Overview Of Ornithine Carbamoyltransferase Deficiency Disease
Ornithine carbamoyltransferase deficiency disease is an inherited disorder that causes ammonia to accumulate in the blood. Ammonia, which is formed when proteins are broken down in the body, is toxic if the levels become too high. The nervous system is especially sensitive to the effects of excess ammonia.
This disease can become evident at any age. The most severe form occurs in the first few days of life. This neonatal-onset form of the disorder usually affects males; it is very rare in females. An infant with the neonatal-onset form of ornithine carbamoyltransferase deficiency disease may be lacking in energy (lethargic) or unwilling to eat, and have a poorly controlled breathing rate or body temperature. Infants with this disorder may be described as “floppy” and can experience seizures or coma. Complications from ornithine carbamoyltransferase deficiency disease may include developmental delay and intellectual disability. Progressive liver damage may also occur.
In some affected individuals, signs and symptoms of ornithine carbamoyltransferase deficiency disease may be less severe, and may not appear until later in life. The late-onset form of the disorder occurs in both males and females. People with late-onset ornithine carbamoyltransferase deficiency disease may experience episodes of altered mental status, such as delirium, erratic behavior, or a reduced level of consciousness. Headaches, vomiting, aversion to protein foods, and seizures can also occur in this form of the disorder.
Commonly Associated With
Ornithine transcarbamylase deficiency
Causes Of Ornithine Carbamoyltransferase Deficiency Disease
Mutations in the OTC gene cause ornithine carbamoyltransferase deficiency disease. The OTC gene provides instructions for making the ornithine transcarbamylase enzyme.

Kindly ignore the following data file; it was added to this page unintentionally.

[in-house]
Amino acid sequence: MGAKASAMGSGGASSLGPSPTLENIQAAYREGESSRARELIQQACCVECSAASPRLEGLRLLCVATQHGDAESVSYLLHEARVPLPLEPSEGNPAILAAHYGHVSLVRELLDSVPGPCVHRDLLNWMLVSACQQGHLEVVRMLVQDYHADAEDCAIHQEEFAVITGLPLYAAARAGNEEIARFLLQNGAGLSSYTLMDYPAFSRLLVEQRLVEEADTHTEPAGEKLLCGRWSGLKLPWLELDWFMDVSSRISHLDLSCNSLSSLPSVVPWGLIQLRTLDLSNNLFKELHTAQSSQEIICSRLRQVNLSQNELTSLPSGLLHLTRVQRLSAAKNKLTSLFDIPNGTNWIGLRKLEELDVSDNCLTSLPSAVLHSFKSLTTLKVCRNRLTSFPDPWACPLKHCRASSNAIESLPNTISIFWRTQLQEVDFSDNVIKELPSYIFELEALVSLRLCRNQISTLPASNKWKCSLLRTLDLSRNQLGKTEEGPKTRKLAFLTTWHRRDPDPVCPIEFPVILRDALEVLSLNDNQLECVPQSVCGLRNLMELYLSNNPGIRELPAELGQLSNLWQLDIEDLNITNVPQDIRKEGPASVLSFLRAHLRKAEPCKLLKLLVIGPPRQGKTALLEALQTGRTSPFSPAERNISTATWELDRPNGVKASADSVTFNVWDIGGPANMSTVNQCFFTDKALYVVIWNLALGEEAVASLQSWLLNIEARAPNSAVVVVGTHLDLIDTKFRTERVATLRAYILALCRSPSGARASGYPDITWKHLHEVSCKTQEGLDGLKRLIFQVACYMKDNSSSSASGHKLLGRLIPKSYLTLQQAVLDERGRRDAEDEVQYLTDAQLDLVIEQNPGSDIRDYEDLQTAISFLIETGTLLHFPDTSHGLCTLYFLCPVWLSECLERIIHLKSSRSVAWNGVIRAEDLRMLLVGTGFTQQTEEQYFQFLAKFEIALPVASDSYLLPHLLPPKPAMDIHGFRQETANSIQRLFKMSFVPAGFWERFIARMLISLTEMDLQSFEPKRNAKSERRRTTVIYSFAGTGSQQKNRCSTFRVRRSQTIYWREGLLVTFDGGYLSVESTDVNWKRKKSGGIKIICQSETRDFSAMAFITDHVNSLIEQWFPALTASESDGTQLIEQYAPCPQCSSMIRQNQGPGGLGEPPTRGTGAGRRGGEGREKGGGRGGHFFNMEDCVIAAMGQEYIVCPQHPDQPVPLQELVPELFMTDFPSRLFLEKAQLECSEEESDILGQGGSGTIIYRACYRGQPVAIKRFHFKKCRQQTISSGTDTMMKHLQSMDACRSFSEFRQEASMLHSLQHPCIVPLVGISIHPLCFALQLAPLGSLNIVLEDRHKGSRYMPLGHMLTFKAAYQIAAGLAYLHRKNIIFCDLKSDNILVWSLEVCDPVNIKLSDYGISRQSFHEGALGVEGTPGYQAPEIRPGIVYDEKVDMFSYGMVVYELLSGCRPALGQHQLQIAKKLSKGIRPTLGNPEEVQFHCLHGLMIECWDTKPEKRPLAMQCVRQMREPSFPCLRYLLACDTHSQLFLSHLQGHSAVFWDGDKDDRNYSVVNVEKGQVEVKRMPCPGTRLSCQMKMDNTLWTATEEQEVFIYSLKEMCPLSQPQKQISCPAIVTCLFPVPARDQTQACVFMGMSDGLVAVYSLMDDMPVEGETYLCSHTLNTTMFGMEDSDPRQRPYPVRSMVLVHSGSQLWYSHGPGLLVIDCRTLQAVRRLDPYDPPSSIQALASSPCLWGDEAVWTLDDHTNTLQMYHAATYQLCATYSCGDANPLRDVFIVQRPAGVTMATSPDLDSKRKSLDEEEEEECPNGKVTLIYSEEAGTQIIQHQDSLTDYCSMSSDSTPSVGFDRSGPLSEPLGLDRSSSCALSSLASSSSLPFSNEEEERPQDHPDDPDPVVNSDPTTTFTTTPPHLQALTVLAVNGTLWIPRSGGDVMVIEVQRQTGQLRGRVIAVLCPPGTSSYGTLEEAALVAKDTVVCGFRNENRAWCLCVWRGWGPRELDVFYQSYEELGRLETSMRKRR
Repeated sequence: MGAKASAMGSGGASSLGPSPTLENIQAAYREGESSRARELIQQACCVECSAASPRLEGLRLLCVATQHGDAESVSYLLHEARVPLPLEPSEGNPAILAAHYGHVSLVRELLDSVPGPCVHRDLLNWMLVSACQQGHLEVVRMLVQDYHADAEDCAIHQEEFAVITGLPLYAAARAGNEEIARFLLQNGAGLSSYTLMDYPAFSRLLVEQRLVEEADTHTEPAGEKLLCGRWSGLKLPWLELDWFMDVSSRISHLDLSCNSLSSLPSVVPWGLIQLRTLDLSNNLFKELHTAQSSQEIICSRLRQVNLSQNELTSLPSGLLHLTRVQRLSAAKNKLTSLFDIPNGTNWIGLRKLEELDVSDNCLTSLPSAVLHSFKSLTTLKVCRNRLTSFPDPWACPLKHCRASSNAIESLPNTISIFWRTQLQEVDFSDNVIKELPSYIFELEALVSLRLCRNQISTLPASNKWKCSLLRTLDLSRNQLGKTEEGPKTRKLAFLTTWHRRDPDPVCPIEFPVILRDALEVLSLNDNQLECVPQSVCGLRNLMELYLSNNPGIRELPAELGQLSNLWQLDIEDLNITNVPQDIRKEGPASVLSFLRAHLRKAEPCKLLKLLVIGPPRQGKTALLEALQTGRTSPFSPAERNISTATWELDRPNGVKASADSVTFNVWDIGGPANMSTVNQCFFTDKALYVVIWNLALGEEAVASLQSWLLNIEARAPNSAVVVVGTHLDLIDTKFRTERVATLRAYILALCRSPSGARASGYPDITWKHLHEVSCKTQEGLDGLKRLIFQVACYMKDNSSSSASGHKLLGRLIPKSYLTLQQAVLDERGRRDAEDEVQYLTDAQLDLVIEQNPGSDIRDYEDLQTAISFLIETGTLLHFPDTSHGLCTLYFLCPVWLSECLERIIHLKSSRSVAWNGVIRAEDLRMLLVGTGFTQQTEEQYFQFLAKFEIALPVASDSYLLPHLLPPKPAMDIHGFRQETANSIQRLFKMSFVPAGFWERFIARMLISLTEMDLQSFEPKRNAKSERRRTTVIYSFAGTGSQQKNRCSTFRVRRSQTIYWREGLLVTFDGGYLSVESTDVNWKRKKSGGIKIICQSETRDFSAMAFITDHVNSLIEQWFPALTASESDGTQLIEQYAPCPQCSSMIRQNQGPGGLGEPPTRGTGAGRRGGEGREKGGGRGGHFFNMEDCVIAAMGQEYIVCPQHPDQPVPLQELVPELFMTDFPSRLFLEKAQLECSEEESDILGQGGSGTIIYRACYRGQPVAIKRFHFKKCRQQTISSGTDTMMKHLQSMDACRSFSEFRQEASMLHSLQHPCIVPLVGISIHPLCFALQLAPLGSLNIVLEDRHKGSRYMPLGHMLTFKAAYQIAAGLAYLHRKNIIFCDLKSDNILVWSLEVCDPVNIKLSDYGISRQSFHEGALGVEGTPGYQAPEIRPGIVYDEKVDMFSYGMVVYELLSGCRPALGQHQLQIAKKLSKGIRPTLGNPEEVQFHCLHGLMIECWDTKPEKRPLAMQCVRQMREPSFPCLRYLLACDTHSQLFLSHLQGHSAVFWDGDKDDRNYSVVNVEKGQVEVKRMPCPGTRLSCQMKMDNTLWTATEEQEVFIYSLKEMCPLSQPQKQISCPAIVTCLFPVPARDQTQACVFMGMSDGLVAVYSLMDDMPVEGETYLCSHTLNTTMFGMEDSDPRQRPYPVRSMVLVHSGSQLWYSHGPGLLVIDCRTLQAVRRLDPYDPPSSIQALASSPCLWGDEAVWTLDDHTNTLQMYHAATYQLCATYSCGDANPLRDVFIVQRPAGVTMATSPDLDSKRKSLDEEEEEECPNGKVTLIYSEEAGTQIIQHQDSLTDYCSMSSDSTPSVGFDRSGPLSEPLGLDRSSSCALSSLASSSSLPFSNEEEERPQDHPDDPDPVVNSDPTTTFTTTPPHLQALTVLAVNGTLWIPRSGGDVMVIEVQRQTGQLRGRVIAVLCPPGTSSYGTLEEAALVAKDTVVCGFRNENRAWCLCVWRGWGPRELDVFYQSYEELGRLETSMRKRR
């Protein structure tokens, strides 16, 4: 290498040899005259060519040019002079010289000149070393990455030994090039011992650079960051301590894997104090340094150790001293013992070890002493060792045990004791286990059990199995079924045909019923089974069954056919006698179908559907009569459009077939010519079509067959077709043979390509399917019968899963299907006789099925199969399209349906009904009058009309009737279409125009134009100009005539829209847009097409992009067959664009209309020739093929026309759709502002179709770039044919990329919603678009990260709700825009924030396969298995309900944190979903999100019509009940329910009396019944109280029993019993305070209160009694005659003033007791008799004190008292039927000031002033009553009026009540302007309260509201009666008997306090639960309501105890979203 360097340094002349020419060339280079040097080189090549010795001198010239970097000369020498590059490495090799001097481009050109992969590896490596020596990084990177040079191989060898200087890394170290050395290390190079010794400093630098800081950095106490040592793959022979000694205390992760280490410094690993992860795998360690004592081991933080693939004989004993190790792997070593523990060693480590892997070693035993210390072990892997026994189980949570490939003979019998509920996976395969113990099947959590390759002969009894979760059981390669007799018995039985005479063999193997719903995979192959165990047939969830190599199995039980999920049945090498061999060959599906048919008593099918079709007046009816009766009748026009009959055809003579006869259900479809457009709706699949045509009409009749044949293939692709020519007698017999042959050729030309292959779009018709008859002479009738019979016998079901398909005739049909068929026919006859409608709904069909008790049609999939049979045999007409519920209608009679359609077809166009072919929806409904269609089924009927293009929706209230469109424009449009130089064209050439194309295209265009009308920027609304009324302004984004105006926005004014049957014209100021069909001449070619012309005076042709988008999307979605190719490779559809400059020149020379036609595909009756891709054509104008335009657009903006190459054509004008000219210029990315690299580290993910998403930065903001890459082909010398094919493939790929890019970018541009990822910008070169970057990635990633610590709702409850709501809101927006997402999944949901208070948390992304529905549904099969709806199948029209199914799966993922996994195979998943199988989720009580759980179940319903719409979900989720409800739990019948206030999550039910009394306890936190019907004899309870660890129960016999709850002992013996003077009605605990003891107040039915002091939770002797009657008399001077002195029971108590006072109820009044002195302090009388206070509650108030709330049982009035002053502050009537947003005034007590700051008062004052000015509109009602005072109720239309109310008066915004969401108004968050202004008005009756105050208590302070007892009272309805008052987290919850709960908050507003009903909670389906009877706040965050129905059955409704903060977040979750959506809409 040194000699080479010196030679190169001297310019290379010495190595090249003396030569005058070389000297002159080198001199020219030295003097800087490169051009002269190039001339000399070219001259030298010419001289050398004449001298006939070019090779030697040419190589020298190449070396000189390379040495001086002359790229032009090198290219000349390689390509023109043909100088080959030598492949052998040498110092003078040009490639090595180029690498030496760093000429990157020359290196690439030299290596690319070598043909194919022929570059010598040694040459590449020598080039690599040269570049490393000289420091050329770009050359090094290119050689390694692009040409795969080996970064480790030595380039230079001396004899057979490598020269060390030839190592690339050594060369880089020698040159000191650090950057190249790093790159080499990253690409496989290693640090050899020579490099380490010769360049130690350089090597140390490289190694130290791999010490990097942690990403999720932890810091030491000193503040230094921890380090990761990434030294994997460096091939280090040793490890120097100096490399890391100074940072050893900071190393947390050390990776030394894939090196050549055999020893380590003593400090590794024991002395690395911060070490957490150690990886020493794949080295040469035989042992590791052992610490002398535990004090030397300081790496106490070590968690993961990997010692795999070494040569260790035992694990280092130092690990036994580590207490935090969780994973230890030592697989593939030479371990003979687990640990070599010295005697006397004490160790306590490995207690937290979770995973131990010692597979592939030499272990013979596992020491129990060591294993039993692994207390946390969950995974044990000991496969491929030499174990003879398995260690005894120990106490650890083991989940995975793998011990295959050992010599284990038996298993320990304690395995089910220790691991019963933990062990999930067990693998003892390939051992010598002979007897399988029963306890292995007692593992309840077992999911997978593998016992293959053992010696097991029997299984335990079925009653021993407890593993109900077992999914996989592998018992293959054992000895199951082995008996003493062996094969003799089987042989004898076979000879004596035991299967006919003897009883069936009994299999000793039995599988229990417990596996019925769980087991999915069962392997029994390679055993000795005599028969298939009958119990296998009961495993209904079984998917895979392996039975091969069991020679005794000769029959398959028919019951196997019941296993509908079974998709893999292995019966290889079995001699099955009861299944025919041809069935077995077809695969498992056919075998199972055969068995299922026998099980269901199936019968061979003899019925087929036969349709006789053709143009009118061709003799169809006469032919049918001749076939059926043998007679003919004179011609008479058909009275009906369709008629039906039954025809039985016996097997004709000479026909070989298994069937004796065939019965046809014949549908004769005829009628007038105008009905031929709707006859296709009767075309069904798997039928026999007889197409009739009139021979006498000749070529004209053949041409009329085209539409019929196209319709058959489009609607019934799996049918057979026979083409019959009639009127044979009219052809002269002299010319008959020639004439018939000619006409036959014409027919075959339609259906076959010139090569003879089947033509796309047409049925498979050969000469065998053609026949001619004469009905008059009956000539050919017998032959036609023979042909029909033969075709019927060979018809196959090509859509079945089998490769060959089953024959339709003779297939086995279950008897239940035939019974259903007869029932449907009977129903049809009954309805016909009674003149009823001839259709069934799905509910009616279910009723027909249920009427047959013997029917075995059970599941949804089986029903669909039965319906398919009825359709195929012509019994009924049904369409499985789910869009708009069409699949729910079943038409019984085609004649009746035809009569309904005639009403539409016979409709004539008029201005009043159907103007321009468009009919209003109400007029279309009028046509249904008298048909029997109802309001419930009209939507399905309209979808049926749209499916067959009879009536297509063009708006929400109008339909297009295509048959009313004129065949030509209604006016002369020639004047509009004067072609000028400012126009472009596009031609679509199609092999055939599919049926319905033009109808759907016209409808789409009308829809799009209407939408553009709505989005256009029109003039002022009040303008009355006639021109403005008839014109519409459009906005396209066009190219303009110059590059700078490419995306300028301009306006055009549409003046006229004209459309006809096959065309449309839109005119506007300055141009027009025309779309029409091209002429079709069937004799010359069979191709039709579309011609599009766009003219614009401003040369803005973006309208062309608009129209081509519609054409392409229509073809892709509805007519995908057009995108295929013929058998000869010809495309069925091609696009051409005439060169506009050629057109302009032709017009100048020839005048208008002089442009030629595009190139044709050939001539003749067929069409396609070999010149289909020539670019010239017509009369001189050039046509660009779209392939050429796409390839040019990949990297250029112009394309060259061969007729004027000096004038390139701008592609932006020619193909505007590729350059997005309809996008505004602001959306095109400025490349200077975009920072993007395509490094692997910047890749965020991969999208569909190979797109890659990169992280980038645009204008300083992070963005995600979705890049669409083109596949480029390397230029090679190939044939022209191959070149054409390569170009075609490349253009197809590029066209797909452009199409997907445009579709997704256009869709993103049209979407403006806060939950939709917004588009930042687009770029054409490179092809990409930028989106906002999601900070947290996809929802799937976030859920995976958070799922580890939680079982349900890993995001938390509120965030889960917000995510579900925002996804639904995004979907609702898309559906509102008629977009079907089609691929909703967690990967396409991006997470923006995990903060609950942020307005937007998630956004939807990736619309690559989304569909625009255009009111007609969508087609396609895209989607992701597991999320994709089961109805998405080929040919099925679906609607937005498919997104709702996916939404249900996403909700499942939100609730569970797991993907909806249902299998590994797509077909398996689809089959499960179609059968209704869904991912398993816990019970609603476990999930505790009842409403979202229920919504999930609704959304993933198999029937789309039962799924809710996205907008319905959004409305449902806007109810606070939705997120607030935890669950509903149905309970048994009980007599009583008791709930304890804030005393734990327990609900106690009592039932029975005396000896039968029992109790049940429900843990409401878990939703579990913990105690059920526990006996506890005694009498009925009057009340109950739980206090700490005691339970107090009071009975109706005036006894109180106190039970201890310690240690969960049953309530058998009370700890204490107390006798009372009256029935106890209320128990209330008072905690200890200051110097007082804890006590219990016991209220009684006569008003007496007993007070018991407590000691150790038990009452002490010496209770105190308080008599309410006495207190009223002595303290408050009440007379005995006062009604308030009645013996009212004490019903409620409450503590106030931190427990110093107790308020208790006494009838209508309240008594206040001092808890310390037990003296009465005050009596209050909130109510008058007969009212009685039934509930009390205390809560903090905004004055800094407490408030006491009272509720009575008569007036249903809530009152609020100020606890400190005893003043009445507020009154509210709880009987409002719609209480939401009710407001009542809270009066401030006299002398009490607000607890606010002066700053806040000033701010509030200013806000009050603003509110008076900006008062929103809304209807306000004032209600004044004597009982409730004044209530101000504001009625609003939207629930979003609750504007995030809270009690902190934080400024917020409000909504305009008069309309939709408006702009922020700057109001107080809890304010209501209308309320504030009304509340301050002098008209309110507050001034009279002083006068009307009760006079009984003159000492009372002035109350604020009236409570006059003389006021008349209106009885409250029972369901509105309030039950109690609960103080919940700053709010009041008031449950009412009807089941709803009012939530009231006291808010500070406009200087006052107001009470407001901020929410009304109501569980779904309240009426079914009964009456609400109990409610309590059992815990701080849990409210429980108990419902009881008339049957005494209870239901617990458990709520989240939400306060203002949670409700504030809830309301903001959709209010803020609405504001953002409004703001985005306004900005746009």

This disease belongs to a class of genetic diseases called urea cycle disorders. The urea cycle is a sequence of reactions that occurs in liver cells. It processes excess nitrogen, generated when protein is used by the body, to make a compound called urea that is excreted by the kidneys. The ornithine transcarbamylase enzyme starts a specific reaction within the urea cycle.
With this condition, the ornithine transcarbamylase enzyme is damaged or missing. The urea cycle cannot proceed normally, and nitrogen accumulates in the bloodstream in the form of ammonia.
Ammonia is especially damaging to the nervous system, so ornithine carbamoyltransferase deficiency disease causes neurological problems as well as eventual damage to the liver.
Ornithine carbamoyltransferase deficiency disease is an X-linked disorder. A condition is considered X-linked if the mutated gene that causes the disorder is located on the X chromosome, one of the two sex chromosomes. A characteristic of X-linked inheritance is that fathers cannot pass X-linked traits to their sons.
In males (who have only one X chromosome), one altered copy of the gene in each cell is sufficient to cause the condition. In females (who have two X chromosomes), mutations in both copies of the gene will cause the disorder. Some females with only one altered copy of the OTC gene also show signs and symptoms.
In females, who have two copies of the X chromosome, one altered copy of the OTC gene in each cell can lead to less severe features of the condition or may cause no signs or symptoms at all. However, many females with one altered copy of this gene have ornithine carbamoyltransferase deficiency disease similar to affected males because the X chromosome with the normal copy of the OTC gene is turned off through a process called X-inactivation. Early in embryonic development in females, one of the two X chromosomes is permanently inactivated in somatic cells (cells other than egg and sperm cells). X-inactivation ensures that females, like males, have only one active copy of the X chromosome in each body cell. Usually, X-inactivation occurs randomly, such that each X chromosome is active in about half of the body cells. Sometimes X-inactivation is not random, and one X chromosome is active in more than half of the cells. When X-inactivation does not occur randomly, it is called skewed X-inactivation.